Here's to a productive 2013!

Credits: Bed, side table, and chair are vintage German; globe lights and red pillow are minimodernistas; shelving unit is by Bruce Dawson; plant is Playmobil; low table is vintage Lundby; yellow bed sheet is fabric from Jo-Ann with felt from Michaels; flowered wallpaper and flooring is from the Paper Source, and side wallpaper is from UK eBay. Accessories are AG Minis, Nancy Tobey, Michaels, Hallmark, Annina, Re-ment, and random eBay finds.

The time it took me: 2 hours, including the scraping and re-wallpapering


This scene evolved over a series of days. Inspiration came in spurts, rather than in one fell swoop, which often does happen. I think the scene made its way to completion gradually because I kept adding to it, and also challenged myself on this layout.

I knew I wanted to use these great new kitchen components from the lovely Pepper of MitchyMoo Miniatures (received as part of our fall swap; you can see some of the other treasures I received in this post).  The black glossy top provides such a nice surface for accessories and color, so I employed Asian-themed food items with reds, greens, yellows, and oranges.

Once the food started coming into the scene, I knew I wanted a small dining area with a round table and a dramatic lighting accent. I decided to use a brass metal spray paint for one of my silver arc lamps, bought on eBay some time ago; I have two, so decided to sacrifice one to bronze :) I also impulsively spray painted two orbs with slits, purchased on clearance from Crate & Barrel. These are intended as place card holders, but now they hold magazines!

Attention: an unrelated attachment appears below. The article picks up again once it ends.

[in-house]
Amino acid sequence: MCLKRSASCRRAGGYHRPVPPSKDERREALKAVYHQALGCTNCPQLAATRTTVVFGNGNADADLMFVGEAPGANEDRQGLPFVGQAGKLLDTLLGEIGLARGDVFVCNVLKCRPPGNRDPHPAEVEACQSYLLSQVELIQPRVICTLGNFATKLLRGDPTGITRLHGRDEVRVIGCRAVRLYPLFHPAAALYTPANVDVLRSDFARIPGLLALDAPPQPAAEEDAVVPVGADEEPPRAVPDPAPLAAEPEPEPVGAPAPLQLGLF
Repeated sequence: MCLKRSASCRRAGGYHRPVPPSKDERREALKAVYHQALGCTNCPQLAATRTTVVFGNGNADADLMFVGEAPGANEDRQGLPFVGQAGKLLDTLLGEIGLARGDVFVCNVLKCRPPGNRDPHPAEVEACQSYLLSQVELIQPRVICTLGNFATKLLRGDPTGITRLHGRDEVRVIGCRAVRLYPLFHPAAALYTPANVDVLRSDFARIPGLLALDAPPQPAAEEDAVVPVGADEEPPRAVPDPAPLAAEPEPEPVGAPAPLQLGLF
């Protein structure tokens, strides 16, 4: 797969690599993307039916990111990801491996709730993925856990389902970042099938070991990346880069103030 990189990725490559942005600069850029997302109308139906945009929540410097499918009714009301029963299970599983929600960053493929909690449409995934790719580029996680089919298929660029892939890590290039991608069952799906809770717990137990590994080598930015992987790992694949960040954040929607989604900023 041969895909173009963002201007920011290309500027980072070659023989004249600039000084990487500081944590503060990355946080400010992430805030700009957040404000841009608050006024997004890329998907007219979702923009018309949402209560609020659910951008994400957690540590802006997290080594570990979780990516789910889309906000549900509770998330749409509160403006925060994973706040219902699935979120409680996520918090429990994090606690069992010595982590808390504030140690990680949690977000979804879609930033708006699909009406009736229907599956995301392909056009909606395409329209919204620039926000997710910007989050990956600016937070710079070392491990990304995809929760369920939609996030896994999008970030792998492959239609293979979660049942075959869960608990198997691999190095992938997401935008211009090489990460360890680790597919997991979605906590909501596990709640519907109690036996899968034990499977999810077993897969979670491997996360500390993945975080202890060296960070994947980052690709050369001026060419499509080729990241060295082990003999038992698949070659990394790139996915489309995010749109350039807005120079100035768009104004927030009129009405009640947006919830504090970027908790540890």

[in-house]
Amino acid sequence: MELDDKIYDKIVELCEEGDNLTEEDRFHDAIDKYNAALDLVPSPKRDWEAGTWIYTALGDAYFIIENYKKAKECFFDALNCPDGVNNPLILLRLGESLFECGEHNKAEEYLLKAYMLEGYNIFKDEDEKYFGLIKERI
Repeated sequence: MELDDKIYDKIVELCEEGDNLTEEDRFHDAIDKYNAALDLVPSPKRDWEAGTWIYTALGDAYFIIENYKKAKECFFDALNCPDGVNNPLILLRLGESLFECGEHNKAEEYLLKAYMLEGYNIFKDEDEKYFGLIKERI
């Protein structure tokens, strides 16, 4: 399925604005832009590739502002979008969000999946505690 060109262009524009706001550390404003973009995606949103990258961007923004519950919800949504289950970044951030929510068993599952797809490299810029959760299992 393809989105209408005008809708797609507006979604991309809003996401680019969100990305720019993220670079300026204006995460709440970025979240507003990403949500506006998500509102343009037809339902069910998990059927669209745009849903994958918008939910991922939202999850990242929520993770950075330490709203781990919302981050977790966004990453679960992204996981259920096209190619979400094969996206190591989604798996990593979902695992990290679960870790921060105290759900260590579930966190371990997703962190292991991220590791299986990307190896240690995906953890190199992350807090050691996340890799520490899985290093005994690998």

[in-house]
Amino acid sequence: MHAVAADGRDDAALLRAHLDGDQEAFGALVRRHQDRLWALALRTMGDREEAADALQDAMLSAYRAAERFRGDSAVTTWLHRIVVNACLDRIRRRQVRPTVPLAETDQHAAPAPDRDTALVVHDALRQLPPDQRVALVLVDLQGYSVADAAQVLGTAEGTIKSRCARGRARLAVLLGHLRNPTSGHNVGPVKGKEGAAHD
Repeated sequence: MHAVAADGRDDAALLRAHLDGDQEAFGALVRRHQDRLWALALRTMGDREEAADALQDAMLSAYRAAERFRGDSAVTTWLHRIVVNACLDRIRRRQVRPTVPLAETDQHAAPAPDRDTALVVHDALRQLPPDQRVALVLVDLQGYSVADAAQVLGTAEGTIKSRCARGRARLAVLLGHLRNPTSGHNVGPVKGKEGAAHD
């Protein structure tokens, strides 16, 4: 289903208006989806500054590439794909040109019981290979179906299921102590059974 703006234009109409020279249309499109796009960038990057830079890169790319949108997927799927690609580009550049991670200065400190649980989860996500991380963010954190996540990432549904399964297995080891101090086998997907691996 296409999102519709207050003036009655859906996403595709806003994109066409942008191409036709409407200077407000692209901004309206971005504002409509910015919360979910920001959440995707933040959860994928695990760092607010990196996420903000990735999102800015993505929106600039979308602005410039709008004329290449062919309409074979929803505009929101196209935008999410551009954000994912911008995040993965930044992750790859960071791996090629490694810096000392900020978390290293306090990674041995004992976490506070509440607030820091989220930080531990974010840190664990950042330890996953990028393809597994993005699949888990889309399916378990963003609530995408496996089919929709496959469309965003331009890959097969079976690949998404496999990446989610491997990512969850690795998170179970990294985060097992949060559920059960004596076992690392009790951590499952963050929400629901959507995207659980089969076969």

The area with the couch was the more difficult part of the scene, given its placement in the room...I added a couch facing the kitchen area, and then put in a makeshift coffee table made with a clear vintage Petite Princess table placed inside a brass napkin ring. Gold Japanese origami paper under a "fish scales" stencil paper from the Paper Source animated the space and visually tied in with the arc lamp.

Every time I create a scene in my Citadel, I am reminded how much I love the house (I drove from New Jersey to Chicago and back for it!), and how much I've neglected its renovation! More than 60% of the house still needs work, including the wraparound balcony, main stairwell, front doorway, kitchen, the list goes on...any projects holding you up lately???

And please don't feel badly about your projects. The Citadel is one of four houses that are in active renovation for me:


Betsy McCall

Artply Highland

Perhaps as you are considering your latest challenges, you'll consider entering mine: the Call of the Small/Cubebot Challenge! It ends on December 1, and the winner will get $200 to spend on the AREAWARE website. I am anxiously awaiting your entries -- show me what you've got! All the details are here. Good luck!!

Credits: Kitchen island, counter, and stools made by Pepper of MitchyMoo Miniatures; couch is by Annina; dining table is by abm.models on eBay; chairs are CB2 "Reed" ornaments; shelving unit is by ELF Miniatures; plant is vintage TOMY; side table is Re-ment; coffee table is Petite Princess with a napkin holder; Eames elephant is Reac; flooring under island is a floor sample from Amtico; dining table mat is origami paper; cowhide rug is handmade by Oese. Accessories are lots of Re-ment, Manor House Miniatures, ELF Miniatures, Mighty World, Lilu Shop on Etsy, and random eBay and dollhouse store finds.

The time it took me: 1 hour, 43 minutes, over a period of three days

No House is an Island